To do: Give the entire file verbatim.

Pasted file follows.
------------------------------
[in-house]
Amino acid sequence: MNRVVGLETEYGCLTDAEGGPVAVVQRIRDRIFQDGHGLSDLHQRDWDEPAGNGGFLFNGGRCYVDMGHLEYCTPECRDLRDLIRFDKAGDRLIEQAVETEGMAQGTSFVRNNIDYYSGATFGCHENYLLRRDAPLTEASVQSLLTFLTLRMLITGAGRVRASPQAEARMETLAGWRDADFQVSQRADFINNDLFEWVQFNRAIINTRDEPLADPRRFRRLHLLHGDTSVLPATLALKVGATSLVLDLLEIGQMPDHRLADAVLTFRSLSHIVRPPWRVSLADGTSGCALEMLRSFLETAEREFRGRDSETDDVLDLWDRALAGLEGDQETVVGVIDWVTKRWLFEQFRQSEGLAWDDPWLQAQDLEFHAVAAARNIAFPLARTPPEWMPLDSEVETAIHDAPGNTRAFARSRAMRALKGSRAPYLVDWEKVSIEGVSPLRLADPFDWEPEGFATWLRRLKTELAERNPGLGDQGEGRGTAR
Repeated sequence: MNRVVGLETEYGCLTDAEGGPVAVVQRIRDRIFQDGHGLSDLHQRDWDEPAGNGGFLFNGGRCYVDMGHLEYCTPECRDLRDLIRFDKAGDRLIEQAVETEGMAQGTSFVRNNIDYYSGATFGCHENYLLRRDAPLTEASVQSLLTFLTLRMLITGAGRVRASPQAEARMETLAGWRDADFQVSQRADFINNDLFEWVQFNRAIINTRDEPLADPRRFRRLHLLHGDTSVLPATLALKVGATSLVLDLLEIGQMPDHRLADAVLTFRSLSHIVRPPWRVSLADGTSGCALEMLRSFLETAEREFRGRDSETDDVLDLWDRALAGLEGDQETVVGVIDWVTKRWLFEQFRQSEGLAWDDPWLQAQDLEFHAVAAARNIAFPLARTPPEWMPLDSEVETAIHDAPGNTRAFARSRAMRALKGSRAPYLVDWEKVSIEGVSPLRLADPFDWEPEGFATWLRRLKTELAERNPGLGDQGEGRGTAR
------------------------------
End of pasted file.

[in-house]
Amino acid sequence: MNRVVGLETEYGCLTDAEGGPVAVVQRIRDRIFQDGHGLSDLHQRDWDEPAGNGGFLFNGGRCYVDMGHLEYCTPECRDLRDLIRFDKAGDRLIEQAVETEGMAQGTSFVRNNIDYYSGATFGCHENYLLRRDAPLTEASVQSLLTFLTLRMLITGAGRVRASPQAEARMETLAGWRDADFQVSQRADFINNDLFEWVQFNRAIINTRDEPLADPRRFRRLHLLHGDTSVLPATLALKVGATSLVLDLLEIGQMPDHRLADAVLTFRSLSHIVRPPWRVSLADGTSGCALEMLRSFLETAEREFRGRDSETDDVLDLWDRALAGLEGDQETVVGVIDWVTKRWLFEQFRQSEGLAWDDPWLQAQDLEFHAVAAARNIAFPLARTPPEWMPLDSEVETAIHDAPGNTRAFARSRAMRALKGSRAPYLVDWEKVSIEGVSPLRLADPFDWEPEGFATWLRRLKTELAERNPGLGDQGEGRGTAR
Repeated sequence: MNRVVGLETEYGCLTDAEGGPVAVVQRIRDRIFQDGHGLSDLHQRDWDEPAGNGGFLFNGGRCYVDMGHLEYCTPECRDLRDLIRFDKAGDRLIEQAVETEGMAQGTSFVRNNIDYYSGATFGCHENYLLRRDAPLTEASVQSLLTFLTLRMLITGAGRVRASPQAEARMETLAGWRDADFQVSQRADFINNDLFEWVQFNRAIINTRDEPLADPRRFRRLHLLHGDTSVLPATLALKVGATSLVLDLLEIGQMPDHRLADAVLTFRSLSHIVRPPWRVSLADGTSGCALEMLRSFLETAEREFRGRDSETDDVLDLWDRALAGLEGDQETVVGVIDWVTKRWLFEQFRQSEGLAWDDPWLQAQDLEFHAVAAARNIAFPLARTPPEWMPLDSEVETAIHDAPGNTRAFARSRAMRALKGSRAPYLVDWEKVSIEGVSPLRLADPFDWEPEGFATWLRRLKTELAERNPGLGDQGEGRGTAR